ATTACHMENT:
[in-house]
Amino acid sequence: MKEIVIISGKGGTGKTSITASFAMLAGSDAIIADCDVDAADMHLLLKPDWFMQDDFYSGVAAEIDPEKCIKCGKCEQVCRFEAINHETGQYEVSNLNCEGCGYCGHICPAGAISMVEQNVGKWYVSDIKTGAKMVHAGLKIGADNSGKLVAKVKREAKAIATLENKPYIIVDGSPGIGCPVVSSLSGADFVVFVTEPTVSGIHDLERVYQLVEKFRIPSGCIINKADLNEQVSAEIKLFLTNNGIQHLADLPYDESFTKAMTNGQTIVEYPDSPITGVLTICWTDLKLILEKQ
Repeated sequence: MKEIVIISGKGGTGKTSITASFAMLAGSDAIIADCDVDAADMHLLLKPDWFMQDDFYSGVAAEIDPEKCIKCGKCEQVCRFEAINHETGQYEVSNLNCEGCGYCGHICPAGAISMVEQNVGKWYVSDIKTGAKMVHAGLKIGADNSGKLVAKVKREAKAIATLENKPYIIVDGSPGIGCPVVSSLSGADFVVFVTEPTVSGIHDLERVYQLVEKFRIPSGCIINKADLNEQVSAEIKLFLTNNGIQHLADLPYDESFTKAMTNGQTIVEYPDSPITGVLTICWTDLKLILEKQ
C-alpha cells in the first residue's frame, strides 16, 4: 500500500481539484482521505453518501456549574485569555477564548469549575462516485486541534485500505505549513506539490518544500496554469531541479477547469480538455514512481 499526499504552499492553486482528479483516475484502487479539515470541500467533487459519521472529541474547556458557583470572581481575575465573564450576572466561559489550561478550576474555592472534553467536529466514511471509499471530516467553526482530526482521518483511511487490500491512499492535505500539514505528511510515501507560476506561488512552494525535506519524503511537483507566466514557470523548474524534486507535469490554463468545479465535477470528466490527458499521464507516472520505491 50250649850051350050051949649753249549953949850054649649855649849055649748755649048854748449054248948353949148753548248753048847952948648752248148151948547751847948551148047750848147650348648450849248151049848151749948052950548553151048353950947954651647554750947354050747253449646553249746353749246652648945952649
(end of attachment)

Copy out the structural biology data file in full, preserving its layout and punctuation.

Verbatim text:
[in-house]
Amino acid sequence: MKEIVIISGKGGTGKTSITASFAMLAGSDAIIADCDVDAADMHLLLKPDWFMQDDFYSGVAAEIDPEKCIKCGKCEQVCRFEAINHETGQYEVSNLNCEGCGYCGHICPAGAISMVEQNVGKWYVSDIKTGAKMVHAGLKIGADNSGKLVAKVKREAKAIATLENKPYIIVDGSPGIGCPVVSSLSGADFVVFVTEPTVSGIHDLERVYQLVEKFRIPSGCIINKADLNEQVSAEIKLFLTNNGIQHLADLPYDESFTKAMTNGQTIVEYPDSPITGVLTICWTDLKLILEKQ
Repeated sequence: MKEIVIISGKGGTGKTSITASFAMLAGSDAIIADCDVDAADMHLLLKPDWFMQDDFYSGVAAEIDPEKCIKCGKCEQVCRFEAINHETGQYEVSNLNCEGCGYCGHICPAGAISMVEQNVGKWYVSDIKTGAKMVHAGLKIGADNSGKLVAKVKREAKAIATLENKPYIIVDGSPGIGCPVVSSLSGADFVVFVTEPTVSGIHDLERVYQLVEKFRIPSGCIINKADLNEQVSAEIKLFLTNNGIQHLADLPYDESFTKAMTNGQTIVEYPDSPITGVLTICWTDLKLILEKQ
C-alpha cells in the first residue's frame, strides 16, 4: 500500500481539484482521505453518501456549574485569555477564548469549575462516485486541534485500505505549513506539490518544500496554469531541479477547469480538455514512481 499526499504552499492553486482528479483516475484502487479539515470541500467533487459519521472529541474547556458557583470572581481575575465573564450576572466561559489550561478550576474555592472534553467536529466514511471509499471530516467553526482530526482521518483511511487490500491512499492535505500539514505528511510515501507560476506561488512552494525535506519524503511537483507566466514557470523548474524534486507535469490554463468545479465535477470528466490527458499521464507516472520505491 50250649850051350050051949649753249549953949850054649649855649849055649748755649048854748449054248948353949148753548248753048847952948648752248148151948547751847948551148047750848147650348648450849248151049848151749948052950548553151048353950947954651647554750947354050747253449646553249746353749246652648945952649